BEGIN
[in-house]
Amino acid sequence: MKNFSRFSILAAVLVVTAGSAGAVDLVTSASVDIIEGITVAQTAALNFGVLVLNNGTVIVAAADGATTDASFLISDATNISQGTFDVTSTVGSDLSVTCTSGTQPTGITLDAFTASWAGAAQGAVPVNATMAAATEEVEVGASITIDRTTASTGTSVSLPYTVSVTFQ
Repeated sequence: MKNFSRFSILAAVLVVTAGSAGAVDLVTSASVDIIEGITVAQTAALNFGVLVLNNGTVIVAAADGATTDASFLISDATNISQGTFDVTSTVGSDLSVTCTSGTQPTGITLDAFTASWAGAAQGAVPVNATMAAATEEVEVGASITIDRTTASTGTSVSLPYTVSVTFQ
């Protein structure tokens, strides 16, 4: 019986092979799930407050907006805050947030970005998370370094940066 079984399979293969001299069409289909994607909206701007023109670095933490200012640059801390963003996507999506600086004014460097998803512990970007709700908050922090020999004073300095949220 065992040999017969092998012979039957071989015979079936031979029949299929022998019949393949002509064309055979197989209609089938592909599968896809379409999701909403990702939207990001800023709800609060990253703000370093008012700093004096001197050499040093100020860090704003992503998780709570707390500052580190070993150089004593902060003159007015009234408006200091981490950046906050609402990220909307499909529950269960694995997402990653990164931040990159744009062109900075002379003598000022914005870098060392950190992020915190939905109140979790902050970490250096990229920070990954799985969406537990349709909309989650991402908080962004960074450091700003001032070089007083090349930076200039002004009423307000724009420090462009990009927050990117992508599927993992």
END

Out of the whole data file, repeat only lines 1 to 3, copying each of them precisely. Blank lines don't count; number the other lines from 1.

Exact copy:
[in-house]
Amino acid sequence: MKNFSRFSILAAVLVVTAGSAGAVDLVTSASVDIIEGITVAQTAALNFGVLVLNNGTVIVAAADGATTDASFLISDATNISQGTFDVTSTVGSDLSVTCTSGTQPTGITLDAFTASWAGAAQGAVPVNATMAAATEEVEVGASITIDRTTASTGTSVSLPYTVSVTFQ
Repeated sequence: MKNFSRFSILAAVLVVTAGSAGAVDLVTSASVDIIEGITVAQTAALNFGVLVLNNGTVIVAAADGATTDASFLISDATNISQGTFDVTSTVGSDLSVTCTSGTQPTGITLDAFTASWAGAAQGAVPVNATMAAATEEVEVGASITIDRTTASTGTSVSLPYTVSVTFQ